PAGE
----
New Study Discovers How to Disrupt the Itch Pathway of Eczema

A new discovery from North Carolina State University reveals the truth about the troublesome itch associated with atopic dermatitis, and insight into how to break the connection. These findings have the potential to dramatically change eczema treatment and it is very exciting.

Any eczema sufferer knows how painful and persistent the itch of eczema can be. And that sometimes topical creams, bathing, or rinses just don’t do the trick. Research is ongoing at the university, which just recently discovered the first junction in the itch pathway of eczema. Once the connection can be broken, the itch has a much more difficult time finding its way to the skin's surface.   

A common protein, Periostin, directly activates the neurons responsible for the itch. Periostin is located in the skin and is responsible for sending the allergic responses to the skin’s surface. By identifying the receptor, they can essentially “turn off” the Periostin signals.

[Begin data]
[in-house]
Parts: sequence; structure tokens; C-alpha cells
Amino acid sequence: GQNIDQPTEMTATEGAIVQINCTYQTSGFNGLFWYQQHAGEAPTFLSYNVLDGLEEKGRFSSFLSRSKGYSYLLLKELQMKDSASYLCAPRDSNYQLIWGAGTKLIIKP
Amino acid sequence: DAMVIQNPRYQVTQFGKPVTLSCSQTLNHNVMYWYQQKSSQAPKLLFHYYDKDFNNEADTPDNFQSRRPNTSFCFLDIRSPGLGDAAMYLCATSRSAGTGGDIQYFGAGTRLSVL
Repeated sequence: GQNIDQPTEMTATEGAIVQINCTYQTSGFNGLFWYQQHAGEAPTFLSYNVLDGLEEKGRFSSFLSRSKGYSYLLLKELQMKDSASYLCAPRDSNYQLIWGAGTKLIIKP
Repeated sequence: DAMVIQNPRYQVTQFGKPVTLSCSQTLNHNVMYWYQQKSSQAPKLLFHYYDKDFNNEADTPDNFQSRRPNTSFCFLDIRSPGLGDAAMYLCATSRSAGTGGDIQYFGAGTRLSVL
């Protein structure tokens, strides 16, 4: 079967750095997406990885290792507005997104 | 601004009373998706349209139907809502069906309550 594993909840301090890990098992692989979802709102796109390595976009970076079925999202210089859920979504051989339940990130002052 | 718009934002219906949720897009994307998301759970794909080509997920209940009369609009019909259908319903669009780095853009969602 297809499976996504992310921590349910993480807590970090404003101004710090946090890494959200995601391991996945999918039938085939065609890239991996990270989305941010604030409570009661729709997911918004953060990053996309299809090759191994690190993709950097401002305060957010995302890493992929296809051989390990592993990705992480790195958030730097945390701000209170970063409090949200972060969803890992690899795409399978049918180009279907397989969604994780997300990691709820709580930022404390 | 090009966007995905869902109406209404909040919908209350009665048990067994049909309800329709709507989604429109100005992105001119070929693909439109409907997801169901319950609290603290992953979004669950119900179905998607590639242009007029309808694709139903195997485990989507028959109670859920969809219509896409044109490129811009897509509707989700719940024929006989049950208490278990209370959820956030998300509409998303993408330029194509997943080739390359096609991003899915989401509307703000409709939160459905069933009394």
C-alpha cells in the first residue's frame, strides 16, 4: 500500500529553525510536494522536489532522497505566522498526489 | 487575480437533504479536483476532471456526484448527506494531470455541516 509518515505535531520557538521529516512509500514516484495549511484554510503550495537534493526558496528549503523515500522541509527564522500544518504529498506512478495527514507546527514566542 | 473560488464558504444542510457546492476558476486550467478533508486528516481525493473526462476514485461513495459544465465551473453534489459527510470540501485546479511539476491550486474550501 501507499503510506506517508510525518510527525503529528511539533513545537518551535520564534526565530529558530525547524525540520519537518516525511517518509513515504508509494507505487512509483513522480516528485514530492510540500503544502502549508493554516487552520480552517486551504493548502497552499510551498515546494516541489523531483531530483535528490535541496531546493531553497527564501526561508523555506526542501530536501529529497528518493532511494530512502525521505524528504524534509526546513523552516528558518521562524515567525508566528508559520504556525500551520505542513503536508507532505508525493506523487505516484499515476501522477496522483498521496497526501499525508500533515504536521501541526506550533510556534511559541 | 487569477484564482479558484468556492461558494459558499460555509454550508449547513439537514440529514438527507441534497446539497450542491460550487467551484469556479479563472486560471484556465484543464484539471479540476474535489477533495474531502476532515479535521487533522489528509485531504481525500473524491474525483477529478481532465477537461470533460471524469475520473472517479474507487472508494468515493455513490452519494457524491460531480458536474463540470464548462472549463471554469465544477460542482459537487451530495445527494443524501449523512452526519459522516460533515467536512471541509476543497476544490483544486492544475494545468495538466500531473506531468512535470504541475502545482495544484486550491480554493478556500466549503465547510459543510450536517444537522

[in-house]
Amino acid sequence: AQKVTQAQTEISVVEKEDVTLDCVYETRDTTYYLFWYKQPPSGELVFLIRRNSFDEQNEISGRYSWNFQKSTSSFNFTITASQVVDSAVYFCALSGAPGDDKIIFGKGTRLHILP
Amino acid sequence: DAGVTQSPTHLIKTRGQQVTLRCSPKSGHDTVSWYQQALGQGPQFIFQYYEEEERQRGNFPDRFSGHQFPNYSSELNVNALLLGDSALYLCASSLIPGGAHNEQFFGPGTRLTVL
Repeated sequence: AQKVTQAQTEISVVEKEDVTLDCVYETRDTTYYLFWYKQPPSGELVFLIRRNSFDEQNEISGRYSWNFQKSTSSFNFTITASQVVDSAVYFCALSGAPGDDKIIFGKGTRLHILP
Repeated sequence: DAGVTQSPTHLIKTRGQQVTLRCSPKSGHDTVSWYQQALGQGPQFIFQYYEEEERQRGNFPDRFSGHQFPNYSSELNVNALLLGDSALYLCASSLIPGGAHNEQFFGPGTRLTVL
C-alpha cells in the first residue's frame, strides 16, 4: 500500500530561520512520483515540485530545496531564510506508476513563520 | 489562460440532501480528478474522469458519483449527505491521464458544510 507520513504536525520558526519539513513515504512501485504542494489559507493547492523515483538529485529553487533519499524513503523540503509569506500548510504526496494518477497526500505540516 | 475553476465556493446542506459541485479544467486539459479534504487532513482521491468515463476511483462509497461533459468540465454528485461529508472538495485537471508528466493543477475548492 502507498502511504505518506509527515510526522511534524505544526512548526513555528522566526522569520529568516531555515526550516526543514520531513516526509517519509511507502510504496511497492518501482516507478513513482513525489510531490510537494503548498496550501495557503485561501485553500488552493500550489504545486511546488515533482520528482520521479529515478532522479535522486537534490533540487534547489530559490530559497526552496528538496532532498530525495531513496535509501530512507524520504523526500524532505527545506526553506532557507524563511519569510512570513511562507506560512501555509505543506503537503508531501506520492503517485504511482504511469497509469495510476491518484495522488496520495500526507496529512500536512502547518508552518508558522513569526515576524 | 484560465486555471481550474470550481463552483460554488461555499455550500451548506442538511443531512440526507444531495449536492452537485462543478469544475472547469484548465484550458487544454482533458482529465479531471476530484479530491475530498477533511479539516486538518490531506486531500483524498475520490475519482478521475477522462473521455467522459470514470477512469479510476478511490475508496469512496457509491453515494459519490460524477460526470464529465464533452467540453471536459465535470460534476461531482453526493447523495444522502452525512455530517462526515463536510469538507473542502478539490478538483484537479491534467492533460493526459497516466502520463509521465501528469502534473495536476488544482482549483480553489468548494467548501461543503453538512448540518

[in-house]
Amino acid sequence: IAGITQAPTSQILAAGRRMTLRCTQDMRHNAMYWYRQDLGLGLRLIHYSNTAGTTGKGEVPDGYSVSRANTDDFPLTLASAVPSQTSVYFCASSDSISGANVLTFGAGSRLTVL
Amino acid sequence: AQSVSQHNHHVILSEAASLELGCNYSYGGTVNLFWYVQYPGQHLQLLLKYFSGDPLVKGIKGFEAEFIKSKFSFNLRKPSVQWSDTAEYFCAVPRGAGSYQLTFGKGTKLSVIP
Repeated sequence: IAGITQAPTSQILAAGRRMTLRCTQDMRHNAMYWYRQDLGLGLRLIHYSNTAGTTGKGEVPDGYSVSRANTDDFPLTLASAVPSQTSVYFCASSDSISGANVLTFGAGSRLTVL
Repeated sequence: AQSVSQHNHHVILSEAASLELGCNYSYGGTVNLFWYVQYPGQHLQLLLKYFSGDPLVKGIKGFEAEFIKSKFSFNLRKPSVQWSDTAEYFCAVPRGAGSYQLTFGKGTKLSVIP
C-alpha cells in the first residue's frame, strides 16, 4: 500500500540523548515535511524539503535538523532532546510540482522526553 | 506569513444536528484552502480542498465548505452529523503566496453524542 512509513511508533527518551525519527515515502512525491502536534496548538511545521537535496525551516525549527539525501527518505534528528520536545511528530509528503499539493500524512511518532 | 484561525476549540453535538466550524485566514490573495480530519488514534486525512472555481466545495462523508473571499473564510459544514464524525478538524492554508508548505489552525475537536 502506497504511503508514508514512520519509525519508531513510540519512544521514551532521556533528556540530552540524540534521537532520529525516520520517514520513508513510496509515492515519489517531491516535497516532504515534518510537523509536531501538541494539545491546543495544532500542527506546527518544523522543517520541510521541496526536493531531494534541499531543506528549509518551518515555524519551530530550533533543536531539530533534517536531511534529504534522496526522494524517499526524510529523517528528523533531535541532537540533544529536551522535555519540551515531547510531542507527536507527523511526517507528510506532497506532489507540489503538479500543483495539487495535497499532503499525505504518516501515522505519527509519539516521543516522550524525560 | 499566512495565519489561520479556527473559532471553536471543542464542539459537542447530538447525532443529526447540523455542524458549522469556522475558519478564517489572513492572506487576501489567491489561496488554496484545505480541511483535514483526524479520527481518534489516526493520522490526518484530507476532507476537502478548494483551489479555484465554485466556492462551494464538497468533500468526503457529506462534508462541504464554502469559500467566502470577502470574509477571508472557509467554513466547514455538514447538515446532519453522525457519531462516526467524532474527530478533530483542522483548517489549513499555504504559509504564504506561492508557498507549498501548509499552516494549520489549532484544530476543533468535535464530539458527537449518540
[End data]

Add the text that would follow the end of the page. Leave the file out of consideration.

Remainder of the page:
"Periostin and its receptor connect the skin directly to the central nervous system," says Santosh Mishra, assistant professor of neuroscience at NC State "We have identified the first junction in the itch pathway associated with eczema. If we can break that connection, we can relieve the itch." 

By using mice chemically-induced with atopic dermatitis researchers were able to test common allergens such as dust mites and recorded the reaction. Without using the receptor then dust resulted in an allergic reaction. They tried again but this time recepting Periostin, which yielded a significantly reduced itch reaction. 

Research has not yet been conducted on human subjects and is still in the beginning phases but this is the first time the receptor has been identified and used to reduce, or even eliminate, the eczema symptom. The future is bright for eczema and itch sufferers. 

Please remember information on our blog is not designed or meant to replace a physician’s advice. Always consult your doctor about your medical conditions. Eczema Relief Store does not provide medical advice, diagnosis or treatment.

Adult eczemaAllergist for eczemaAtopic dermatitisBiologic medicine for eczemaBiologics for eczemaEczemaEczema and allergiesEczema causeEczema reliefEczema researchNew eczema researchPertosinResearch for eczemaTrack eczemaTreat eczema